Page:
8. Feb 11, 2013 #7
    Re: "Fluidic" nature of space itself

    de Broglie also knew it was the 'hidden medium' which waves.

    'Interpretation of quantum mechanics by the double solution theory - Louis de BROGLIE'
    http://aflb.ensmp.fr/AFLB-classiques/aflb124p001.pdf

    “When in 1923-1924 I had my first ideas about Wave Mechanics I was looking for a truly concrete physical image, valid for all particles, of the wave and particle coexistence discovered by Albert Einstein in his "Theory of light quanta". I had no doubt whatsoever about the physical reality of waves and particles.”

    “any particle, even isolated, has to be imagined as in continuous “energetic contact” with a hidden medium”

    The hidden medium of de Broglie wave mechanics is the fluidic nature of space itself. The “energetic contact” is the state of displacement of the space.

    "For me, the particle, precisely located in space at every instant, forms on the v wave a small region of high energy concentration, which may be likened in a first approximation, to a moving singularity."

    A particle may be likened in a first approximation to a moving singularity which has an associated displacement wave in space.

    "the particle is defined as a very small region of the wave"

    In a double slit experiment the particle travels a well defined path which takes it through one slit. The associated wave in space passes through both. As the wave in space exits the slits it creates wave interference. As the particle exits a single slit the direction it travels is altered by the wave interference. This is the wave piloting the particle of pilot-wave theory. Detecting the particle strongly exiting a single slit turns the associated wave in space into chop. The waves exiting the slits interact with the detectors and become many short waves with irregular motion. The waves are disorganized. There is no wave interference. The particle pitches and rolls through the chop. The particle gets knocked around by the chop and it no longer creates an interference pattern.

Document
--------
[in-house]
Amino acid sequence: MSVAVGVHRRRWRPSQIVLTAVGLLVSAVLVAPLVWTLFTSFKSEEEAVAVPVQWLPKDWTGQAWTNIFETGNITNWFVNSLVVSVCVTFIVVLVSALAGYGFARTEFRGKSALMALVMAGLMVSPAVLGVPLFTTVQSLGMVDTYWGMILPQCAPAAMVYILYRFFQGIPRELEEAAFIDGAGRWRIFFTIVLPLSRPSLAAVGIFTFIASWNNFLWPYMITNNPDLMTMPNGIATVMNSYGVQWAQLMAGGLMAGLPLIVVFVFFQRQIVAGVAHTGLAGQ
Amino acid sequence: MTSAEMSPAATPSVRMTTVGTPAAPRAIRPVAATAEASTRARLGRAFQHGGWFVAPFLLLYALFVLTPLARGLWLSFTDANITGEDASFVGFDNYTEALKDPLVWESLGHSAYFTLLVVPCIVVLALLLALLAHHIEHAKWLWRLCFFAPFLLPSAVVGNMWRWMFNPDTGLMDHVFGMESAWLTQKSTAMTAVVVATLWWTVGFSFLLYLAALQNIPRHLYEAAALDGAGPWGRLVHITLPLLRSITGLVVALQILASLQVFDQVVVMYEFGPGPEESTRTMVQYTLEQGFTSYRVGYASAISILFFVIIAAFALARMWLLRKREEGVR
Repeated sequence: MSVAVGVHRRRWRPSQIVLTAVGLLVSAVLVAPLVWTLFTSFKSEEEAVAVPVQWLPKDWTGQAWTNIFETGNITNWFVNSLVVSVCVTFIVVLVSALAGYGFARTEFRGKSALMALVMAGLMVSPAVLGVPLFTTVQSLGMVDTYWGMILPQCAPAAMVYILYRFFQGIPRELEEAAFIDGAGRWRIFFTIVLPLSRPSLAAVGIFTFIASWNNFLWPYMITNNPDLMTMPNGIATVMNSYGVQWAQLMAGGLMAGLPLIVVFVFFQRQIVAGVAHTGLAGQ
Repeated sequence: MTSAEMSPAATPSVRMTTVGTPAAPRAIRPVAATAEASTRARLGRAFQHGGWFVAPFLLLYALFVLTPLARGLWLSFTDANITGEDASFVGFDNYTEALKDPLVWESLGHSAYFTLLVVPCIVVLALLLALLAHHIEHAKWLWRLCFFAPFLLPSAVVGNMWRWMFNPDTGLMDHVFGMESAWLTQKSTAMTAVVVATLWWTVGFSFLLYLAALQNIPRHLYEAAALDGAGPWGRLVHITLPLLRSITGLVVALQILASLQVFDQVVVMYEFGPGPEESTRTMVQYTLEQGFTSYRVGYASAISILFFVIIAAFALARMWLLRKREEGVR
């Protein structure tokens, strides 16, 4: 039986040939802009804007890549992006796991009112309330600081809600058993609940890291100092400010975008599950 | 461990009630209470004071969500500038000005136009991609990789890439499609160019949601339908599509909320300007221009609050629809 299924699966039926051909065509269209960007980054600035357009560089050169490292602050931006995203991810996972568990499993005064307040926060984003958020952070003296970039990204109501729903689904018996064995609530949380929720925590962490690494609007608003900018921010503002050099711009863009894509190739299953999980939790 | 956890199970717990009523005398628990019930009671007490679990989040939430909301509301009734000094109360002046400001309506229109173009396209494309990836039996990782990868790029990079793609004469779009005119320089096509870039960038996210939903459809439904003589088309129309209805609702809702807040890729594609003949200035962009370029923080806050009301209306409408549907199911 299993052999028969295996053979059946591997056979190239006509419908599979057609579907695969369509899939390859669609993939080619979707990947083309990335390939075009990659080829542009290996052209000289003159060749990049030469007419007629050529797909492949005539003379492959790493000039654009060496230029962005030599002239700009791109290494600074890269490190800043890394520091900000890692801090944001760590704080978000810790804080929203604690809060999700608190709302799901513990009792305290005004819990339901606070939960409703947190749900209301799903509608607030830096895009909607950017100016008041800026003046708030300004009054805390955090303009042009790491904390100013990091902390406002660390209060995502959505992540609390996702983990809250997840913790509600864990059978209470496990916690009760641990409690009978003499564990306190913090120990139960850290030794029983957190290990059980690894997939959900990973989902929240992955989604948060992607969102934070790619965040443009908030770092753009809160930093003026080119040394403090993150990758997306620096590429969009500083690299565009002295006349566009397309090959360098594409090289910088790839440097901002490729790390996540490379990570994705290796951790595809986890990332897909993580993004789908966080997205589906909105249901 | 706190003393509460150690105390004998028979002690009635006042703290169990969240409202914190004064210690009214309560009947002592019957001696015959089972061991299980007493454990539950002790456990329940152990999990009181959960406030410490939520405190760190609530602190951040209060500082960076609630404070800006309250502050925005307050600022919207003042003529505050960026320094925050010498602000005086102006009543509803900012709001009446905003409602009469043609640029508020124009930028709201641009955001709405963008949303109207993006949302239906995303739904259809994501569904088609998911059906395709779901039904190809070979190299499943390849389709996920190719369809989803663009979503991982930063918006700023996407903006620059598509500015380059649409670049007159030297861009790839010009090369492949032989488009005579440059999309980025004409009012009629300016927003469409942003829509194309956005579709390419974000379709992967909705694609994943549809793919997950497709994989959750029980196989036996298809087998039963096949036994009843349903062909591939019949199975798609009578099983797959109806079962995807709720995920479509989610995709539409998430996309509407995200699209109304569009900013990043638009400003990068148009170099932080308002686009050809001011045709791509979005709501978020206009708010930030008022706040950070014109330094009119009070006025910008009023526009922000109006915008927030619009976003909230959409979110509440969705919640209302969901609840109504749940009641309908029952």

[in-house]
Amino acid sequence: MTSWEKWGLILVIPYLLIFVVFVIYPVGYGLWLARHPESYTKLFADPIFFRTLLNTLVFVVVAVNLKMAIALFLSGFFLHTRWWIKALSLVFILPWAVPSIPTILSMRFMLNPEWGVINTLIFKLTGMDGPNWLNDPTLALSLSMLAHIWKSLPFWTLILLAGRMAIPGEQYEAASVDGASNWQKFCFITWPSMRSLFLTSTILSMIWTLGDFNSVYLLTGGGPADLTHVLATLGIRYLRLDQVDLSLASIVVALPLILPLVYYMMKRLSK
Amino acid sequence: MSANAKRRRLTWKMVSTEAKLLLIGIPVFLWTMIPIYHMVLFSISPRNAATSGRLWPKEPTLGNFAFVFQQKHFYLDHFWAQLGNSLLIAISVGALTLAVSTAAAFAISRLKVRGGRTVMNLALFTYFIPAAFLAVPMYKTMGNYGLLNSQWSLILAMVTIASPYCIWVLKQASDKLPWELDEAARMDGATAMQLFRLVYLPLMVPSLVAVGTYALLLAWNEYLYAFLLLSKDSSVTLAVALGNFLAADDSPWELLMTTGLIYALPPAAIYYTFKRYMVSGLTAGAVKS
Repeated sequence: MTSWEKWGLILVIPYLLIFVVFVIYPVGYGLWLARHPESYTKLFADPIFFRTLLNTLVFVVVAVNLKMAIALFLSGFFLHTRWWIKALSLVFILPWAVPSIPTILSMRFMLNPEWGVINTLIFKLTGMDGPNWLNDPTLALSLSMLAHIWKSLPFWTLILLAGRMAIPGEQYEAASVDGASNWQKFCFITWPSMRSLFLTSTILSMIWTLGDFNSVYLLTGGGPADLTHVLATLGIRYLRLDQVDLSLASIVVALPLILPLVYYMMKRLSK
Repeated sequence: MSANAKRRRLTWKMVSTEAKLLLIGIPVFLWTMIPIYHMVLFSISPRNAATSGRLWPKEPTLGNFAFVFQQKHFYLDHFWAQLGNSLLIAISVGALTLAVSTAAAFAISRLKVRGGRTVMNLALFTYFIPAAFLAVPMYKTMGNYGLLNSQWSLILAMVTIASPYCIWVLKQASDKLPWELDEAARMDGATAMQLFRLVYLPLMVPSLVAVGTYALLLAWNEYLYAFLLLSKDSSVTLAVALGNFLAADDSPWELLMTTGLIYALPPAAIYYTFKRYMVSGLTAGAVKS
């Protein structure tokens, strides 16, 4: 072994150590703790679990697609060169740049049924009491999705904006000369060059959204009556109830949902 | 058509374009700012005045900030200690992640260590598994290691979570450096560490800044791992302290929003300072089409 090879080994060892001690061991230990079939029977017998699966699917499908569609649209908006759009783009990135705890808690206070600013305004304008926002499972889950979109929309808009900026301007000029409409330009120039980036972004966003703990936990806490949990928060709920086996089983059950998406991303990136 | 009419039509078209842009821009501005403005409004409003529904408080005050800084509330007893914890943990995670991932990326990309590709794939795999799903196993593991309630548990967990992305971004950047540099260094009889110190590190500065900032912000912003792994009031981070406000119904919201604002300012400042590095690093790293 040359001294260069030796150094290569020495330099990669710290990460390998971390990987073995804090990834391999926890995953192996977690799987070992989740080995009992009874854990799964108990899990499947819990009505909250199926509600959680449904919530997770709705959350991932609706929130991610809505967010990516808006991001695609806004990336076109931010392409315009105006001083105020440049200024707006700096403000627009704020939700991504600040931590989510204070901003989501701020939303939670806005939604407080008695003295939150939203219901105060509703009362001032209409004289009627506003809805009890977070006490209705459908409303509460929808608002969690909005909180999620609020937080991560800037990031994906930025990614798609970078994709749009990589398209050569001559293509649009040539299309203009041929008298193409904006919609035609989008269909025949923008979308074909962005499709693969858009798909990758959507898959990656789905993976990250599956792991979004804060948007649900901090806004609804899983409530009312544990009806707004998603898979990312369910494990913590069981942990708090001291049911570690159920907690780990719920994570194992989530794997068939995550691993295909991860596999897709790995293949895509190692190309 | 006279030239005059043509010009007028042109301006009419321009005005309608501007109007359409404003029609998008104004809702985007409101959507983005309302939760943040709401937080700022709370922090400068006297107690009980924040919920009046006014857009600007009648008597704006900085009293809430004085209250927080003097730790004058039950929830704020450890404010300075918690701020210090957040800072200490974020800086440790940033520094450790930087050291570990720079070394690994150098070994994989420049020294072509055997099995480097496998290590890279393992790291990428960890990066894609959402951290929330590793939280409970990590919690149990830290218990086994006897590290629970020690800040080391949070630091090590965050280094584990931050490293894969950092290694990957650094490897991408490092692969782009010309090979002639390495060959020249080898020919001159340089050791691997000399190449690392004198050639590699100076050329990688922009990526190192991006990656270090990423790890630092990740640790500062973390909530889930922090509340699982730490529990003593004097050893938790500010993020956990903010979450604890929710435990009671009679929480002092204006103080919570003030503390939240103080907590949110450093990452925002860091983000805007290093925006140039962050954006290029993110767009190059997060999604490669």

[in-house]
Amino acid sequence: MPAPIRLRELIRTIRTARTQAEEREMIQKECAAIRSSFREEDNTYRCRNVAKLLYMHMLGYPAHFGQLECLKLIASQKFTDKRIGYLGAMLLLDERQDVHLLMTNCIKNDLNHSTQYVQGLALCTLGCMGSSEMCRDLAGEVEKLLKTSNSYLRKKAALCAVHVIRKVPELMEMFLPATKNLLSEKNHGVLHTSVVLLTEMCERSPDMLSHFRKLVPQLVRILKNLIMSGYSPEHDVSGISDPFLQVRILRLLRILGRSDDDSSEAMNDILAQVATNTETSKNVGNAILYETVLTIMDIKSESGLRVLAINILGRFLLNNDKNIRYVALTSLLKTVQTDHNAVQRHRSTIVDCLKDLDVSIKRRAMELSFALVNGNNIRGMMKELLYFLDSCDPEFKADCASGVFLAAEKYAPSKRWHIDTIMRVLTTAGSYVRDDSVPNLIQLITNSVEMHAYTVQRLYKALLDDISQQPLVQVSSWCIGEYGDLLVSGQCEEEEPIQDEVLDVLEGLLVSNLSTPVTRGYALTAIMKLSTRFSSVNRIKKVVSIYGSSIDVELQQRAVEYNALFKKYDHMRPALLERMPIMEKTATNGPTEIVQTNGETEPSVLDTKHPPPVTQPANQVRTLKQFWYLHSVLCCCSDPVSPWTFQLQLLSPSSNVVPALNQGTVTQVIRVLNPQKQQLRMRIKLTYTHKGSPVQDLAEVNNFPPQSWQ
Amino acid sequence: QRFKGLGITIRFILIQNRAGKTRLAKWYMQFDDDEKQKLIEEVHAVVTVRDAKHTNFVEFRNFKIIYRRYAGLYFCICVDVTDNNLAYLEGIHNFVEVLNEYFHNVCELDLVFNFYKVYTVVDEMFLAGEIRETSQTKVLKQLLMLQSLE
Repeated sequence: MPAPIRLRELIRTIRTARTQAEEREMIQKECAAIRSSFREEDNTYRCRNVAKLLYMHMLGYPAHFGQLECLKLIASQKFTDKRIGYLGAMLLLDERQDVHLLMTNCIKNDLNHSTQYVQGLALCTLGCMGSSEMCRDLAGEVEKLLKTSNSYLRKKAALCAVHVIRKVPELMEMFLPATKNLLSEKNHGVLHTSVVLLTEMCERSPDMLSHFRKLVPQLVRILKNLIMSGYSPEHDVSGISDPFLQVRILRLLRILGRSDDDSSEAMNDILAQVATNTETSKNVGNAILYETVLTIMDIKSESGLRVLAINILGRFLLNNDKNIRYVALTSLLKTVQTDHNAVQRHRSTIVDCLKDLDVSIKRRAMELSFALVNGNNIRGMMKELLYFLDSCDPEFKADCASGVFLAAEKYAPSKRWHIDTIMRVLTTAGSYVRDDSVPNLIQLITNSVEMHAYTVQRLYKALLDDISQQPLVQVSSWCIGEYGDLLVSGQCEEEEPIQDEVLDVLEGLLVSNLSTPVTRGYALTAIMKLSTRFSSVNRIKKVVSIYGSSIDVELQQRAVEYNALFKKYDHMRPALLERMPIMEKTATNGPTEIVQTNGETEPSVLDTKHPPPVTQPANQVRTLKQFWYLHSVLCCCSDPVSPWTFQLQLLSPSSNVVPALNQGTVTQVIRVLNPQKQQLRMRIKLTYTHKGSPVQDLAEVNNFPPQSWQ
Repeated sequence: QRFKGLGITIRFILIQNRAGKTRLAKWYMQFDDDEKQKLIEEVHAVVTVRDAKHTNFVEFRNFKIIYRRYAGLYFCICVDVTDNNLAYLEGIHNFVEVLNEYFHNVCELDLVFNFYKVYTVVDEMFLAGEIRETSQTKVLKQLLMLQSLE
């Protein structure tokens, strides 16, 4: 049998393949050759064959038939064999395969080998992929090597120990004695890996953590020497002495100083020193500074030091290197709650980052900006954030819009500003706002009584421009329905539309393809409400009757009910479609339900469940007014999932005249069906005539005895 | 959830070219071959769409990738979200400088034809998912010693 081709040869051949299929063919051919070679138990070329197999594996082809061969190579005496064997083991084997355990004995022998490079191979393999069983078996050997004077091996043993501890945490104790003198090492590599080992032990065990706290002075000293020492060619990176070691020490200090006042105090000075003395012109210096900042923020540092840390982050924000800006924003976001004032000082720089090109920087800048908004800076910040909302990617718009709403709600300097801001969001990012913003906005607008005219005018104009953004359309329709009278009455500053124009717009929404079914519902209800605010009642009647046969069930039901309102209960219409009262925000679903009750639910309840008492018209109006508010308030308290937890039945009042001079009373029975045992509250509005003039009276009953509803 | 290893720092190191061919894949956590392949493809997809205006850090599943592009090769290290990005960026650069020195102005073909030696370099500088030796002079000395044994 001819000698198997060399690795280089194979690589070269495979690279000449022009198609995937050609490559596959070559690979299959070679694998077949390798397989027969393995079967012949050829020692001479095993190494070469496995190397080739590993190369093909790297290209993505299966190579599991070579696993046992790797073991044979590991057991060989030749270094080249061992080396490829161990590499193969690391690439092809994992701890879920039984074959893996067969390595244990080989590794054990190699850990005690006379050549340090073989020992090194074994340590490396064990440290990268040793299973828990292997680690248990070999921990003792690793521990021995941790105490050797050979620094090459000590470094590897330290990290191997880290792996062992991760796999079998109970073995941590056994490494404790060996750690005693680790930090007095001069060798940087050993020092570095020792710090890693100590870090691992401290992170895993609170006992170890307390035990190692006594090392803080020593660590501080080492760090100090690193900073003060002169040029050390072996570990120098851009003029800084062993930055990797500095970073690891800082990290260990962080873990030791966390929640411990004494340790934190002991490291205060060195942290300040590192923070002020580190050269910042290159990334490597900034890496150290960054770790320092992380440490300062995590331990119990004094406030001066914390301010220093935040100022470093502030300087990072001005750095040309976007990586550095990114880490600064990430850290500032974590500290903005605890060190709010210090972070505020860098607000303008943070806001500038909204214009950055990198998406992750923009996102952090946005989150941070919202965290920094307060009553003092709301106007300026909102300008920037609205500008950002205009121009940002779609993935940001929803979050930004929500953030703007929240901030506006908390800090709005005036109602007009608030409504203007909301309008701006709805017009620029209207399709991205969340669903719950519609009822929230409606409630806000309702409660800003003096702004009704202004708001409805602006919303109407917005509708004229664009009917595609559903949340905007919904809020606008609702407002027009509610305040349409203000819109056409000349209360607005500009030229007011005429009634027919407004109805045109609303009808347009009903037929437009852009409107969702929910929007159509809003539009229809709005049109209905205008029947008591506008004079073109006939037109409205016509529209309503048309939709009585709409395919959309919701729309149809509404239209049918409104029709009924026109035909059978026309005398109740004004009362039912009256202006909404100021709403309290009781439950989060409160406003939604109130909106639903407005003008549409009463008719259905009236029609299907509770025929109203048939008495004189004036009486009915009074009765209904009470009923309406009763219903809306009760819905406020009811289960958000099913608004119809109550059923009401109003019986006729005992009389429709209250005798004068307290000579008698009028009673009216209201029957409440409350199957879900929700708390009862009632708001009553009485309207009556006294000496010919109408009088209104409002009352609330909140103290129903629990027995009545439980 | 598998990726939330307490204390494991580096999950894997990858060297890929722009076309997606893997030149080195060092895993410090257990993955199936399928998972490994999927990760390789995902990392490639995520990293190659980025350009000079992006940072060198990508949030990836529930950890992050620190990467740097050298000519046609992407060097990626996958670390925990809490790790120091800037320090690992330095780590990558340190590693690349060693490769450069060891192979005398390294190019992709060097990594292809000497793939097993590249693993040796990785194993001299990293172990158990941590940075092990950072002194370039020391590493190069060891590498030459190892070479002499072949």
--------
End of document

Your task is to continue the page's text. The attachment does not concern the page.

If you want to understand what relates general relativity and quantum mechanics it is the fluidic nature of space itself.

    Einstein's gravitational wave is de Broglie's pilot-wave.
     
    Last edited: Feb 11, 2013
  9. Feb 11, 2013 #8
    Re: "Fluidic" nature of space itself

    OK I'm a little lost on your statement De broglies pilot wave is Eiensteins gravity wave.

    Here is a good coverage of De-Broglies. Show me the mathematics that correlates the two.

    http://arxiv.org/pdf/quant-ph/0506243v1.pdf.